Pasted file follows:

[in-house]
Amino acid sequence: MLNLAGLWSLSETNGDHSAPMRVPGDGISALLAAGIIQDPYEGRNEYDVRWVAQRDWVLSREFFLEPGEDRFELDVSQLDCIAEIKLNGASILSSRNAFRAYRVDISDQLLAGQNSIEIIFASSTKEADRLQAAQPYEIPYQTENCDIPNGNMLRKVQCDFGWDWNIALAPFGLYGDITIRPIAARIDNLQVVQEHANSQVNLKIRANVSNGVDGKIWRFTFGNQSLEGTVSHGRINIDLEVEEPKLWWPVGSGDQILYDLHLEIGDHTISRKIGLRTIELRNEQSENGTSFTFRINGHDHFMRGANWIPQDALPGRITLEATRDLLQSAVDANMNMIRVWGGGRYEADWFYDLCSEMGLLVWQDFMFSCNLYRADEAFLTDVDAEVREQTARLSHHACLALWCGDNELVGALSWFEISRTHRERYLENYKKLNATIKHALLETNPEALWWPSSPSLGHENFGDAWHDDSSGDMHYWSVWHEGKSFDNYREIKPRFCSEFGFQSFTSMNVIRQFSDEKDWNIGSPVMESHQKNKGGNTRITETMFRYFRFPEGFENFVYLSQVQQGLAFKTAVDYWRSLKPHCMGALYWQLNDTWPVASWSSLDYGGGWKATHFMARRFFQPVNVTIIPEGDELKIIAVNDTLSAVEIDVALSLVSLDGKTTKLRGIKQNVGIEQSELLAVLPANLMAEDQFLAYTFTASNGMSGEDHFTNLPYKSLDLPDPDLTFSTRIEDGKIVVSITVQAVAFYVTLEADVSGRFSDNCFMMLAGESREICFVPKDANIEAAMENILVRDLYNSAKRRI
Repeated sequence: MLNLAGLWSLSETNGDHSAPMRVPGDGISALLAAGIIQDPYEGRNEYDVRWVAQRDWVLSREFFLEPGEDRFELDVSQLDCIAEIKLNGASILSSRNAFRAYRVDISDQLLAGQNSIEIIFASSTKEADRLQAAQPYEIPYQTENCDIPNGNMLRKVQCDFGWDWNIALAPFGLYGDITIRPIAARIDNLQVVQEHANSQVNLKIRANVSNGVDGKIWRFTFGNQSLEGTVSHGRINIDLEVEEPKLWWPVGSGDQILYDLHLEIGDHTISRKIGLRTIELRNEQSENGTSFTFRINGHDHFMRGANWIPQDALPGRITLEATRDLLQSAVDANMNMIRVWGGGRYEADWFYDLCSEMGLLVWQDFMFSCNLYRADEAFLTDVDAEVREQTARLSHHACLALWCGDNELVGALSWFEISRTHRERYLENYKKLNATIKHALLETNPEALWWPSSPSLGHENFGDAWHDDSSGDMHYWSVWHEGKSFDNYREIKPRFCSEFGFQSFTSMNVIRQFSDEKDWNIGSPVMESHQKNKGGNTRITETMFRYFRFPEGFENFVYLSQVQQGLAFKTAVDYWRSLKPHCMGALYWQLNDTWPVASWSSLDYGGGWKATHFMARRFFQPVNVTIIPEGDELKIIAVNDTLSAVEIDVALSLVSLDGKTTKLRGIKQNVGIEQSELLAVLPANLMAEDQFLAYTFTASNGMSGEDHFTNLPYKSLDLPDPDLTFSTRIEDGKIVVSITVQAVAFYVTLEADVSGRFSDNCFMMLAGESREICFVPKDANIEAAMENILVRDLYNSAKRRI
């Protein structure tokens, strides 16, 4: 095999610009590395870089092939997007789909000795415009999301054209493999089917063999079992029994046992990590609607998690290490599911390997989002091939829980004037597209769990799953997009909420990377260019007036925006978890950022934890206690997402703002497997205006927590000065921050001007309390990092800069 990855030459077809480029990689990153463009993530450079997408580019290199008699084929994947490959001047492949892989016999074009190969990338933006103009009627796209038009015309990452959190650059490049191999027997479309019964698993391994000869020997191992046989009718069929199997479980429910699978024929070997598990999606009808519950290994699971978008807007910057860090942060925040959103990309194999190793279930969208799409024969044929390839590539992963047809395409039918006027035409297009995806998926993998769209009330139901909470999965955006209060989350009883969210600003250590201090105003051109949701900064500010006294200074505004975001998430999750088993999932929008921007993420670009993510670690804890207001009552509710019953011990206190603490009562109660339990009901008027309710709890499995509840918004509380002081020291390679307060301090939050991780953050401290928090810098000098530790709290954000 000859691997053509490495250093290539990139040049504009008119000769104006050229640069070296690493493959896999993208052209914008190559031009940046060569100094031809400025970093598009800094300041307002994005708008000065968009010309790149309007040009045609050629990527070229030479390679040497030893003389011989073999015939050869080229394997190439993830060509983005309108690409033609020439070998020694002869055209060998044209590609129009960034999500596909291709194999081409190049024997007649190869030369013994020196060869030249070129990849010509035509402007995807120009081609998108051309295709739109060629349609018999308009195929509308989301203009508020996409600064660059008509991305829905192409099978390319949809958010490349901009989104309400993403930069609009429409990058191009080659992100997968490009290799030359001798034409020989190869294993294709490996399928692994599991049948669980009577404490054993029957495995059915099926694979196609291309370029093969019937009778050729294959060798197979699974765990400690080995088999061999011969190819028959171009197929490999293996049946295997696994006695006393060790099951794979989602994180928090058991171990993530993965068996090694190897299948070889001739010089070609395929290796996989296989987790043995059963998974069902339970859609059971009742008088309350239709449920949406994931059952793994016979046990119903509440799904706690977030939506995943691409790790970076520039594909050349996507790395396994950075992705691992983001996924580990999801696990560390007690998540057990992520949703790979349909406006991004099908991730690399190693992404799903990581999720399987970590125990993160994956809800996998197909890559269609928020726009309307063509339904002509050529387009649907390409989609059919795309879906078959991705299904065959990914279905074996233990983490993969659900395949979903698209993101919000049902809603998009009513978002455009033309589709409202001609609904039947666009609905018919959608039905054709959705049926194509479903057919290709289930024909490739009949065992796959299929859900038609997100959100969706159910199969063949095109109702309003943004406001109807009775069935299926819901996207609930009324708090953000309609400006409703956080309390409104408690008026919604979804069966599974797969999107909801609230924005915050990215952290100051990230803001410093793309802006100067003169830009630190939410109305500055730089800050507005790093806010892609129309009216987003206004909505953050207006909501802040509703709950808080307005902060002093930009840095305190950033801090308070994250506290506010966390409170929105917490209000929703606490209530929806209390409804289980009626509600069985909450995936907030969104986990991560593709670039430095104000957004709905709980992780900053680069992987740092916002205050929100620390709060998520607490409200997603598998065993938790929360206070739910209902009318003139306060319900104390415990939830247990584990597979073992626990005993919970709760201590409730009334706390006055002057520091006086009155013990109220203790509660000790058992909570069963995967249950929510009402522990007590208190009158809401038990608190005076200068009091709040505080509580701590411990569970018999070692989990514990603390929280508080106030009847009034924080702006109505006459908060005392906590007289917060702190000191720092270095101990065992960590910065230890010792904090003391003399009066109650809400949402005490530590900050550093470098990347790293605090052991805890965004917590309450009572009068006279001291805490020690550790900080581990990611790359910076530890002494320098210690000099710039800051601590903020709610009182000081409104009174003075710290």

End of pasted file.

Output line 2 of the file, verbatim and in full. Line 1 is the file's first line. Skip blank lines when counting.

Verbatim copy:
Amino acid sequence: MLNLAGLWSLSETNGDHSAPMRVPGDGISALLAAGIIQDPYEGRNEYDVRWVAQRDWVLSREFFLEPGEDRFELDVSQLDCIAEIKLNGASILSSRNAFRAYRVDISDQLLAGQNSIEIIFASSTKEADRLQAAQPYEIPYQTENCDIPNGNMLRKVQCDFGWDWNIALAPFGLYGDITIRPIAARIDNLQVVQEHANSQVNLKIRANVSNGVDGKIWRFTFGNQSLEGTVSHGRINIDLEVEEPKLWWPVGSGDQILYDLHLEIGDHTISRKIGLRTIELRNEQSENGTSFTFRINGHDHFMRGANWIPQDALPGRITLEATRDLLQSAVDANMNMIRVWGGGRYEADWFYDLCSEMGLLVWQDFMFSCNLYRADEAFLTDVDAEVREQTARLSHHACLALWCGDNELVGALSWFEISRTHRERYLENYKKLNATIKHALLETNPEALWWPSSPSLGHENFGDAWHDDSSGDMHYWSVWHEGKSFDNYREIKPRFCSEFGFQSFTSMNVIRQFSDEKDWNIGSPVMESHQKNKGGNTRITETMFRYFRFPEGFENFVYLSQVQQGLAFKTAVDYWRSLKPHCMGALYWQLNDTWPVASWSSLDYGGGWKATHFMARRFFQPVNVTIIPEGDELKIIAVNDTLSAVEIDVALSLVSLDGKTTKLRGIKQNVGIEQSELLAVLPANLMAEDQFLAYTFTASNGMSGEDHFTNLPYKSLDLPDPDLTFSTRIEDGKIVVSITVQAVAFYVTLEADVSGRFSDNCFMMLAGESREICFVPKDANIEAAMENILVRDLYNSAKRRI